Protein folding recognition

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Protein folding recognition is a complex problem in bioinformatics where different structures of proteins are extracted from a large amount of harvested data including functional and genetic features of proteins. The data generated consist of thousands of feature vectors with fewer protein sequences. In such a case, we need computational tools to analyze and extract useful information from the vast amount of raw data to predict the major biological functions of genes and proteins with respect to their structural behavior. In this chapter, we discuss the predictability of protein folds using a new hybrid approach for selecting features and classifying protein data using support vector machine (SVM) classifiers with quadratic discriminant analysis (QDA) and principal component analysis (PCA) as generative classifiers to enhance the performance and accuracy. In one of the applied methods, we reduced the data dimensionality by using data reduction algorithms such as PCA. We compare our results with previous results cited in the literature and show that use of an appropriate feature selection technique is promising and can result in a higher recognition ratio compared with other competing methods proposed in previous studies. However, new approaches are still needed, as the problem is complex and the results are far from satisfactory. After this introductory section, the chapter is organized as follows: In Sect. 17.1 we discuss the problem of protein fold prediction, protein database, and its extracted feature vectors. Section 17.2 describes feature selection and classification using SVM and fused hybrid classifiers, while Sect. 17.4 presents the experimental results. Section 17.5 discusses experimental results, including conclusions and future work.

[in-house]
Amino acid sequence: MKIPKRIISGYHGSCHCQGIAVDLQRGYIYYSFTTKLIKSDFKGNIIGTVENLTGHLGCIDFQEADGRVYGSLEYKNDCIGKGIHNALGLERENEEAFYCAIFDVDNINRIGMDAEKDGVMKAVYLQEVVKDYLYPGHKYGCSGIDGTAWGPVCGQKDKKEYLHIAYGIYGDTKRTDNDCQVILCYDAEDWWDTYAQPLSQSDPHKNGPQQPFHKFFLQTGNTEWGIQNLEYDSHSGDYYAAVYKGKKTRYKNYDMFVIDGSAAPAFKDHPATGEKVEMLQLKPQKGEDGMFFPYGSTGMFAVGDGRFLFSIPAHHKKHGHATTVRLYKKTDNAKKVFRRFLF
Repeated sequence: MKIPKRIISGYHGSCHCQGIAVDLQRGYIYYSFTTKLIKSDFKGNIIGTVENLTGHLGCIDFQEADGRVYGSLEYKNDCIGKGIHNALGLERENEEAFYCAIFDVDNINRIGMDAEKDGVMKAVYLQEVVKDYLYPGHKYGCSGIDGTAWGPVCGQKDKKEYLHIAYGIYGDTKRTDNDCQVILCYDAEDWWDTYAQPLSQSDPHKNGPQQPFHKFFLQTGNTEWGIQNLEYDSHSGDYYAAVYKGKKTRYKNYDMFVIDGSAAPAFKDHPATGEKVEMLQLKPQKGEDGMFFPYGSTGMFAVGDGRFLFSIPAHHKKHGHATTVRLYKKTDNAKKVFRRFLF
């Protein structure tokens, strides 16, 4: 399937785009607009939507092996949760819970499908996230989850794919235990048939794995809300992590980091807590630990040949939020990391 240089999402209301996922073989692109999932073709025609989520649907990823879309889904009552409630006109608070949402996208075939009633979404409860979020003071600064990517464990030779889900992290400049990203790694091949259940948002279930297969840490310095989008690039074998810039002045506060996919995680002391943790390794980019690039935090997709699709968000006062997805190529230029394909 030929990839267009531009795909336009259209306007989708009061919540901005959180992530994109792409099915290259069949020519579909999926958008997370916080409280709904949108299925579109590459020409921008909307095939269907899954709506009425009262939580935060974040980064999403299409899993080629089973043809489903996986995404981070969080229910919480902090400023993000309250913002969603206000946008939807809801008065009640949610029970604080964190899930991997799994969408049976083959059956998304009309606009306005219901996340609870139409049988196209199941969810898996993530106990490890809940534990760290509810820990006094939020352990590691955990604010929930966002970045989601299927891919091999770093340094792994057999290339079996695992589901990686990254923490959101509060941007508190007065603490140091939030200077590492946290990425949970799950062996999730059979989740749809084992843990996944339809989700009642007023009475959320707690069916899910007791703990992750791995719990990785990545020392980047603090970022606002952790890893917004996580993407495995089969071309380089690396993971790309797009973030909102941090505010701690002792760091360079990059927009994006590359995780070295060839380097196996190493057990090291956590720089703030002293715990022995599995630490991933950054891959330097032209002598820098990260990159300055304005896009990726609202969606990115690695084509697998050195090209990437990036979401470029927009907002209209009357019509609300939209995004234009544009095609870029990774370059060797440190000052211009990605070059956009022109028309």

Singh, L., & Chetty, G. (2014). Protein folding recognition. In Springer Handbook of Bio-/Neuroinformatics (pp. 265–273). Springer Berlin Heidelberg.

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